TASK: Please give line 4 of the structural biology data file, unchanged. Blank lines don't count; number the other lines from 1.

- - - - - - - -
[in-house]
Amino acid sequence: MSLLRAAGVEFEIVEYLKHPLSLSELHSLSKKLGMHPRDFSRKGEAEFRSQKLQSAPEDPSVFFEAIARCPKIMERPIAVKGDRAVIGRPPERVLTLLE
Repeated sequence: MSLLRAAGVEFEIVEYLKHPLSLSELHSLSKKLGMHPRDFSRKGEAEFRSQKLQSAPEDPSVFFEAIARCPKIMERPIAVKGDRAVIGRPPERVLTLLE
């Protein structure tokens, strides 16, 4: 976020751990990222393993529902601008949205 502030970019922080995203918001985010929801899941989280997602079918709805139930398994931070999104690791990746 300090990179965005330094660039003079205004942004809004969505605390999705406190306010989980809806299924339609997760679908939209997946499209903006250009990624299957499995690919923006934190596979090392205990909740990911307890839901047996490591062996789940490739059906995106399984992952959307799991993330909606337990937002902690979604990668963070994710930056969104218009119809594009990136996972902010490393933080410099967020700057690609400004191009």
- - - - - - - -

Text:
């Protein structure tokens, strides 16, 4: 976020751990990222393993529902601008949205 502030970019922080995203918001985010929801899941989280997602079918709805139930398994931070999104690791990746 300090990179965005330094660039003079205004942004809004969505605390999705406190306010989980809806299924339609997760679908939209997946499209903006250009990624299957499995690919923006934190596979090392205990909740990911307890839901047996490591062996789940490739059906995106399984992952959307799991993330909606337990937002902690979604990668963070994710930056969104218009119809594009990136996972902010490393933080410099967020700057690609400004191009």